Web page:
John Oxx has opened up about his decision to retire at the end of the season and given his view on why being a trainer is so tough in today’s climate.
The Curragh conjuror enjoyed a stellar 41-year career which saw him saddle 33 Group 1 winners, including the legendary Sea The Stars.
Now aged 70, Oxx has decided to call time on his racing odyssey at the end of the current campaign and is looking forward to taking a step back from the limelight.
Speaking about his retirement on the latest episode of Paddy Power’s From The Horse’s Mouth podcast, Oxx said: “I’m feeling fine about it – it was an easy enough decision to make and we’re very happy about it, my wife and myself.
“I suppose you don’t want to think too deeply about it, but it’s nice to wind it up and nice to look back. You’d hope you’d sort of be able to retire quietly and not have anybody talking to you, but I’ve learnt a long time ago that you just can’t avoid certain things so we’ve had lots of interviews, but it’s been very nice.
“We’ve been thinking about it for a few years and now is the time, COVID or no COVID. I haven’t got any plan in particular. I’ll be keeping an eye on things, probably from a bit of a distance, and keeping in touch with everybody.
“I’m sure people won’t let me do nothing and I’m sure I’ll get little jobs to do probably from time to time for people and get out and about and hopefully have an excuse to go to the races – and it’ll be nice to just keep in touch with all of the people I know.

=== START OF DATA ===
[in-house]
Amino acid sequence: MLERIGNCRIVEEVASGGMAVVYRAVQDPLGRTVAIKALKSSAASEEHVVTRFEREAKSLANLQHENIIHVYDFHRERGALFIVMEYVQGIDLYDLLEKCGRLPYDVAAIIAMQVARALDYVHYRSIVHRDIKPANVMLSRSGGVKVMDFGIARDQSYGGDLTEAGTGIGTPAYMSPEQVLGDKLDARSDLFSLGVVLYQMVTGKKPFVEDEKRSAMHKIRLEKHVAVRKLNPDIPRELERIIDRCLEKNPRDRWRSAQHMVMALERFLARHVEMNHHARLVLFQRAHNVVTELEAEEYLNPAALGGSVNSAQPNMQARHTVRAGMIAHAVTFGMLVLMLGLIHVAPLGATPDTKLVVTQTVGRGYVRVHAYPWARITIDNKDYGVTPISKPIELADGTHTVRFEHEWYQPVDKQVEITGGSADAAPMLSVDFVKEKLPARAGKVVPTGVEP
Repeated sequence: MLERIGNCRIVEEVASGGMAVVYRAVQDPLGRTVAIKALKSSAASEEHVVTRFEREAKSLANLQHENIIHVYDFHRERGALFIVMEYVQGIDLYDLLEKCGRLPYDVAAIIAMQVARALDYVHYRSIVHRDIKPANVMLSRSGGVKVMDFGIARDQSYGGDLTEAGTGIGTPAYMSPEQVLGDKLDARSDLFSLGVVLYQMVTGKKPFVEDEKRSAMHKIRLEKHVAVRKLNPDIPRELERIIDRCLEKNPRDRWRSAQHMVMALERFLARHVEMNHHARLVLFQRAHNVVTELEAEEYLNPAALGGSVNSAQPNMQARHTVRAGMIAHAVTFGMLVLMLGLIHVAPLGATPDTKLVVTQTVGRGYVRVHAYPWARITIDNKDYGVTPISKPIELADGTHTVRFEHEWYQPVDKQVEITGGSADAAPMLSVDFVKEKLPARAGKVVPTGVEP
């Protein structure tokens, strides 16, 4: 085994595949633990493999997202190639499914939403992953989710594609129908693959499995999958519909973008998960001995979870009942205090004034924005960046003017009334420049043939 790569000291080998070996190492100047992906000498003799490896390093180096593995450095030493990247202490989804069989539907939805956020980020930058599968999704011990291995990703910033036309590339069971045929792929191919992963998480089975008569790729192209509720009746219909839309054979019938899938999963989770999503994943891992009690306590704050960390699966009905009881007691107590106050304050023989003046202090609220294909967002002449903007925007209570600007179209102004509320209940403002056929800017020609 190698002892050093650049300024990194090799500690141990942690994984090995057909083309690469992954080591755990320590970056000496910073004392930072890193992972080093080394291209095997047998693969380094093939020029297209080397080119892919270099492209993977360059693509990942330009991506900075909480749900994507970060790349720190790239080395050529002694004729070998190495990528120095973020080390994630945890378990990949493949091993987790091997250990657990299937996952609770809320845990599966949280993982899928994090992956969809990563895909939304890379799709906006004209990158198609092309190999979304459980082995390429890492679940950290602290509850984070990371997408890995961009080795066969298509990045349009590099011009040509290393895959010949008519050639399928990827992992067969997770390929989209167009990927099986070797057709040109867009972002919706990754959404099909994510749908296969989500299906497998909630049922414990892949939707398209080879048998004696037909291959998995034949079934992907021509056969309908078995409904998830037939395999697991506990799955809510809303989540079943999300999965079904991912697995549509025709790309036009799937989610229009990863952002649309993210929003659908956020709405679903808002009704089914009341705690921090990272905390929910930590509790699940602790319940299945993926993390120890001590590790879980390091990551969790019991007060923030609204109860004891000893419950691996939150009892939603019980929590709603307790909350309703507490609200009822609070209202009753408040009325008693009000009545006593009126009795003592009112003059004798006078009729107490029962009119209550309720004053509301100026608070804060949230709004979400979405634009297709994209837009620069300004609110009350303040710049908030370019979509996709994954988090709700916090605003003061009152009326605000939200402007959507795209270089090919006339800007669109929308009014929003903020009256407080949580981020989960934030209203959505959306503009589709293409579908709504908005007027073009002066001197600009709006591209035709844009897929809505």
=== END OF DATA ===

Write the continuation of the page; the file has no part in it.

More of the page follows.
“It wouldn’t be nice to live like a hermit – I like reading, but I don’t want to read a book every day all the time and never go outside the door. So I’ll enjoy going and meeting all my fellow trainers and jockeys and keep in touch with them and see how they’re getting on. I doubt if I’d want to be terribly busy, but I’m sure I won’t be idle.”
While Sea The Stars’ spectacular 2009 campaign was an undoubted highlight of Oxx’s career, with the Galileo colt winning six Group 1 races in the space of six months, he also experienced enormous success elsewhere.
The veteran trainer sent out Sinndar to win the Derby, Irish Derby and Prix de l’Arc de Triomphe in 2000 and achieved an impressive double with Alamshar in 2003, winning the Irish Derby and the King George VI And Queen Elizabeth Stakes.
Oxx also won the Breeders’ Cup with Ridgewood Pearl and the Gold Cup with Enzeli, and has seen the art of training change dramatically since he started in 1979.
“I think it’s harder and harder for trainers to run their business and it’s more expensive to keep going,” he said.
“Trainers are up against it a bit more – there’s a lot of competition I suppose too. Some trainers have an awful lot of horses, bigger trainers sweeping up a lot of the horses, but that’s life and that’s the same in every business.
“I think just there are more trainers struggling than ever before because of the difficulties of paying wages and doing everything right, having to comply with all the things we have to comply with and then the level of competition, it’s difficult for people to deal with.
“That’s the main difference I think – life was a bit easier before for everybody.”
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